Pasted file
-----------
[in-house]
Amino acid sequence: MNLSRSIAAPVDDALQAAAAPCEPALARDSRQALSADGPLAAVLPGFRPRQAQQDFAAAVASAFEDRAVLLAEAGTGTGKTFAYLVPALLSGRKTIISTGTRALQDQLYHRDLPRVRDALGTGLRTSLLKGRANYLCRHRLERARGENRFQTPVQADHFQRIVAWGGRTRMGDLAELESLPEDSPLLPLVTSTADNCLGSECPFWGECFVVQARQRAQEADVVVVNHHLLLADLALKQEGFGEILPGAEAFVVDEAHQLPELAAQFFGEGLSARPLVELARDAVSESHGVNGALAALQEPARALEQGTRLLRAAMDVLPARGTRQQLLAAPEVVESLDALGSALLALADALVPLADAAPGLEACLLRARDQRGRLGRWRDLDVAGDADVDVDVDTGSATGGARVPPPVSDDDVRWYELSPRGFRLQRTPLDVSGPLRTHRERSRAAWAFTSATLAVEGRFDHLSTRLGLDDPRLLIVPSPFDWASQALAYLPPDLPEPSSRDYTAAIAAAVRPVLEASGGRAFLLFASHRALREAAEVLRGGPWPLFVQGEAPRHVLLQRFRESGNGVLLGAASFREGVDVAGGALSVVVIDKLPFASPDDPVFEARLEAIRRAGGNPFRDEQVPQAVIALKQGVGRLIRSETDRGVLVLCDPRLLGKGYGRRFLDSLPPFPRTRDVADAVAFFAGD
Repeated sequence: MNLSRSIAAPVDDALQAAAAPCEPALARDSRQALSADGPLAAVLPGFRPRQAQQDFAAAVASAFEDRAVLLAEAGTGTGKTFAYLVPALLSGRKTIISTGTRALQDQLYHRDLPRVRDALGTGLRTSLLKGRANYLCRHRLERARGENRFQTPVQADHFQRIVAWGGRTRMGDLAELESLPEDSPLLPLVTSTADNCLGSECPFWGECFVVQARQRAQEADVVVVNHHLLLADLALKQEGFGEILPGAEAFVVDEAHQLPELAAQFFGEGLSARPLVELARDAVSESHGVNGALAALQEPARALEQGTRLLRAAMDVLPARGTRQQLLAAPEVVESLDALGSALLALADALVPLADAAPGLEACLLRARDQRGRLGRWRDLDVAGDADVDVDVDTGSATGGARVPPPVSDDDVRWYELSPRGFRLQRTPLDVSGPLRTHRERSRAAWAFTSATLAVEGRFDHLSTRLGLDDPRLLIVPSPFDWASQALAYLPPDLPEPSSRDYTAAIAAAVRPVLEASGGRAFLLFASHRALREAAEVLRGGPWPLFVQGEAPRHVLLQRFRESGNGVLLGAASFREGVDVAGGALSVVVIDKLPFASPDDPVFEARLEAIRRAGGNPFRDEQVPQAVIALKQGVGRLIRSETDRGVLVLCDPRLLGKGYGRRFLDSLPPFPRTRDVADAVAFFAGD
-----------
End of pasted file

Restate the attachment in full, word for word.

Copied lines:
[in-house]
Amino acid sequence: MNLSRSIAAPVDDALQAAAAPCEPALARDSRQALSADGPLAAVLPGFRPRQAQQDFAAAVASAFEDRAVLLAEAGTGTGKTFAYLVPALLSGRKTIISTGTRALQDQLYHRDLPRVRDALGTGLRTSLLKGRANYLCRHRLERARGENRFQTPVQADHFQRIVAWGGRTRMGDLAELESLPEDSPLLPLVTSTADNCLGSECPFWGECFVVQARQRAQEADVVVVNHHLLLADLALKQEGFGEILPGAEAFVVDEAHQLPELAAQFFGEGLSARPLVELARDAVSESHGVNGALAALQEPARALEQGTRLLRAAMDVLPARGTRQQLLAAPEVVESLDALGSALLALADALVPLADAAPGLEACLLRARDQRGRLGRWRDLDVAGDADVDVDVDTGSATGGARVPPPVSDDDVRWYELSPRGFRLQRTPLDVSGPLRTHRERSRAAWAFTSATLAVEGRFDHLSTRLGLDDPRLLIVPSPFDWASQALAYLPPDLPEPSSRDYTAAIAAAVRPVLEASGGRAFLLFASHRALREAAEVLRGGPWPLFVQGEAPRHVLLQRFRESGNGVLLGAASFREGVDVAGGALSVVVIDKLPFASPDDPVFEARLEAIRRAGGNPFRDEQVPQAVIALKQGVGRLIRSETDRGVLVLCDPRLLGKGYGRRFLDSLPPFPRTRDVADAVAFFAGD
Repeated sequence: MNLSRSIAAPVDDALQAAAAPCEPALARDSRQALSADGPLAAVLPGFRPRQAQQDFAAAVASAFEDRAVLLAEAGTGTGKTFAYLVPALLSGRKTIISTGTRALQDQLYHRDLPRVRDALGTGLRTSLLKGRANYLCRHRLERARGENRFQTPVQADHFQRIVAWGGRTRMGDLAELESLPEDSPLLPLVTSTADNCLGSECPFWGECFVVQARQRAQEADVVVVNHHLLLADLALKQEGFGEILPGAEAFVVDEAHQLPELAAQFFGEGLSARPLVELARDAVSESHGVNGALAALQEPARALEQGTRLLRAAMDVLPARGTRQQLLAAPEVVESLDALGSALLALADALVPLADAAPGLEACLLRARDQRGRLGRWRDLDVAGDADVDVDVDTGSATGGARVPPPVSDDDVRWYELSPRGFRLQRTPLDVSGPLRTHRERSRAAWAFTSATLAVEGRFDHLSTRLGLDDPRLLIVPSPFDWASQALAYLPPDLPEPSSRDYTAAIAAAVRPVLEASGGRAFLLFASHRALREAAEVLRGGPWPLFVQGEAPRHVLLQRFRESGNGVLLGAASFREGVDVAGGALSVVVIDKLPFASPDDPVFEARLEAIRRAGGNPFRDEQVPQAVIALKQGVGRLIRSETDRGVLVLCDPRLLGKGYGRRFLDSLPPFPRTRDVADAVAFFAGD